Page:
Women have power. In Womenomics, journalists Shipman and Kay
deal in facts, not stereotypes, providing a fresh perspective on the
largely hidden power that women have in today's marketplace. Why?
Companies with more women managers are more profitable. Women do more
of the buying. A talent shortage looms. Younger generations want to
work flexibly, too. It all adds up to a workplace revolution that is
great news for professional women—not to mention men and businesses as
well. As Brenda Barnes, CEO of Sara Lee, notes: “Companies need to
recognize that this kind of flexibility offers employees the ability to
manage and balance their own careers and lives, which in turn improves
productivity and employee morale.” This new way of thinking and working
is all the more valuable in a recession, as companies begin offering
flexible schedules, four-day workweeks, and extended vacations as a way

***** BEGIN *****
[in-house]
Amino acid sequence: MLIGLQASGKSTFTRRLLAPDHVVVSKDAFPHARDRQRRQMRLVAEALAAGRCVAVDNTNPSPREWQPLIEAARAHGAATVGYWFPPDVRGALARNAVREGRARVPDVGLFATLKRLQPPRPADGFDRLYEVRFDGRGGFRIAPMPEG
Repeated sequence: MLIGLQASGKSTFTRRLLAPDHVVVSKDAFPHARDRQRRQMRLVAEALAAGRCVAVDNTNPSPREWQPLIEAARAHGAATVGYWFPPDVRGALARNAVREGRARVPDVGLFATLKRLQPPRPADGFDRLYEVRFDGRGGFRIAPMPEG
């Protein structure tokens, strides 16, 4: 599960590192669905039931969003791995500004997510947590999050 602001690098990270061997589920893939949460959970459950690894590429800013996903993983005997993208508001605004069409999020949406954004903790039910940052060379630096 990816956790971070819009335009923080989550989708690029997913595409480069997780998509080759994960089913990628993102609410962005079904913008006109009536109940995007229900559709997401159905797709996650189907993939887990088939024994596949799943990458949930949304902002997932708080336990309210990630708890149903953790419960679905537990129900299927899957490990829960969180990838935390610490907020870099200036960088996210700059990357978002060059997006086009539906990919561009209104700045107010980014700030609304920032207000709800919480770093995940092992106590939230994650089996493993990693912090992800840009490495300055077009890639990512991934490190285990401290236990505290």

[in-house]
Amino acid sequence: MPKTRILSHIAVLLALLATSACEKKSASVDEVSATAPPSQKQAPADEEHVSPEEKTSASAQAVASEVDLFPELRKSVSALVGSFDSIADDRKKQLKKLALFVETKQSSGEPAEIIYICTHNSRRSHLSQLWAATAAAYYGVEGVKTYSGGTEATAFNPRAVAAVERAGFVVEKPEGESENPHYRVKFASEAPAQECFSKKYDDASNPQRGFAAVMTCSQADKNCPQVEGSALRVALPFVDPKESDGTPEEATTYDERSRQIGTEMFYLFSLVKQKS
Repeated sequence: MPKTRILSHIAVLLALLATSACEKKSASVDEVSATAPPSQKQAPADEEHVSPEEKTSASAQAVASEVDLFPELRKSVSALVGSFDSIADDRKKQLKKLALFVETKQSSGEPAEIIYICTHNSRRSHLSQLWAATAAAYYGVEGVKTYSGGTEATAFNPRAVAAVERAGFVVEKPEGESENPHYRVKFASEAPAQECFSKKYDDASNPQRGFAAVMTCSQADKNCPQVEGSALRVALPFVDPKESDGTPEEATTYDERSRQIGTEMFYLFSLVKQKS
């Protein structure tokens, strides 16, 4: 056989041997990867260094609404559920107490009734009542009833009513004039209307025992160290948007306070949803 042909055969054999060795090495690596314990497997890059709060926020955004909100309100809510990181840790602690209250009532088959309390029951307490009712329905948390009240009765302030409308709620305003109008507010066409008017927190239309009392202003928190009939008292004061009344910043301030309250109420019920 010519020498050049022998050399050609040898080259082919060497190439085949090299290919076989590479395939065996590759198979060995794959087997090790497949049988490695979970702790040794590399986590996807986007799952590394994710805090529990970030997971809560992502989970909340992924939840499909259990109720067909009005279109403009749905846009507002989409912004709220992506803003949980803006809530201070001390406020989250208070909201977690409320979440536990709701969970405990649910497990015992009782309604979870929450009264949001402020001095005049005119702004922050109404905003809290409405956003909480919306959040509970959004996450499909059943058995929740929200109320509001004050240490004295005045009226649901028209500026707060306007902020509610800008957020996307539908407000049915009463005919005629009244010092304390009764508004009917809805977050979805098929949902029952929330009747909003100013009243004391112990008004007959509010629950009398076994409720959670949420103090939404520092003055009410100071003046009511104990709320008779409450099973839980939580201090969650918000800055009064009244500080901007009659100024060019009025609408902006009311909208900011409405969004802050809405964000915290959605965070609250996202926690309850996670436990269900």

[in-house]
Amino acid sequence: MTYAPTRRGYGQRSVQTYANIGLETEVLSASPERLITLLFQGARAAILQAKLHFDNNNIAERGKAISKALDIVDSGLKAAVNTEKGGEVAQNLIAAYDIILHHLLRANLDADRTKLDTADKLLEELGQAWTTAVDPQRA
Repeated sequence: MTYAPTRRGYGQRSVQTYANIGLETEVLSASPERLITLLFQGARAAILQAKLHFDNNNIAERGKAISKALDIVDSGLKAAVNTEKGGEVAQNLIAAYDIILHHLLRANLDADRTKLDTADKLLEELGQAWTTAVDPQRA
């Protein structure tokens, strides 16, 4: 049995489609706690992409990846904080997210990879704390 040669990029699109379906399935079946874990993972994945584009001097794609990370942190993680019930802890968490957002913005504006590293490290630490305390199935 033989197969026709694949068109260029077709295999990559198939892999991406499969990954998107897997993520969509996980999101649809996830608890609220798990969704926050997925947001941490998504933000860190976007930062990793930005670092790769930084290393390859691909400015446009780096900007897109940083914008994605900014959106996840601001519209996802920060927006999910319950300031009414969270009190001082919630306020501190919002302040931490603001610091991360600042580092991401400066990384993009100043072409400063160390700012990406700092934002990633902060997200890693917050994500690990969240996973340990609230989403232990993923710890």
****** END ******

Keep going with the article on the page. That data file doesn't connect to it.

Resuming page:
to avoid layoffs, save costs, and still reward employees.
Women have power. In Womenomics, journalists Shipman and Kay
How do ants navigate enormous stretches of featureless Saharan desert and still manage to find their way back to their nest? How do Pacific Island cultures find their way across vast stretches of ocean out of sight of land? Why do most of us still get lost in a mall? Humans have an unrivaled ability to understand physical space, but we still have trouble drawing a map for getting across town to our house. If you would like some answers to these questions of space and mind tune in to Inquiry tonight when we talk to COLIN ELLARD, Experimental Psychologist at the University of Waterloo and Director of its Research Laboratory for Immersive Virtual Environments. Professor Ellard will be discussing his endlessly fascinating book: YOU ARE HERE: WHY WE CAN FIND OUR WAY TO THE MOON, BUT GET LOST IN THE MALL: WHAT SCIENCE SAYS ABOUT OUR SPATIAL INTELLIGENCE AND HOW IT SHAPES OUR CONNECTIONS TO NATURE, CITIES, HOMES AND VIRTUAL WORLDS.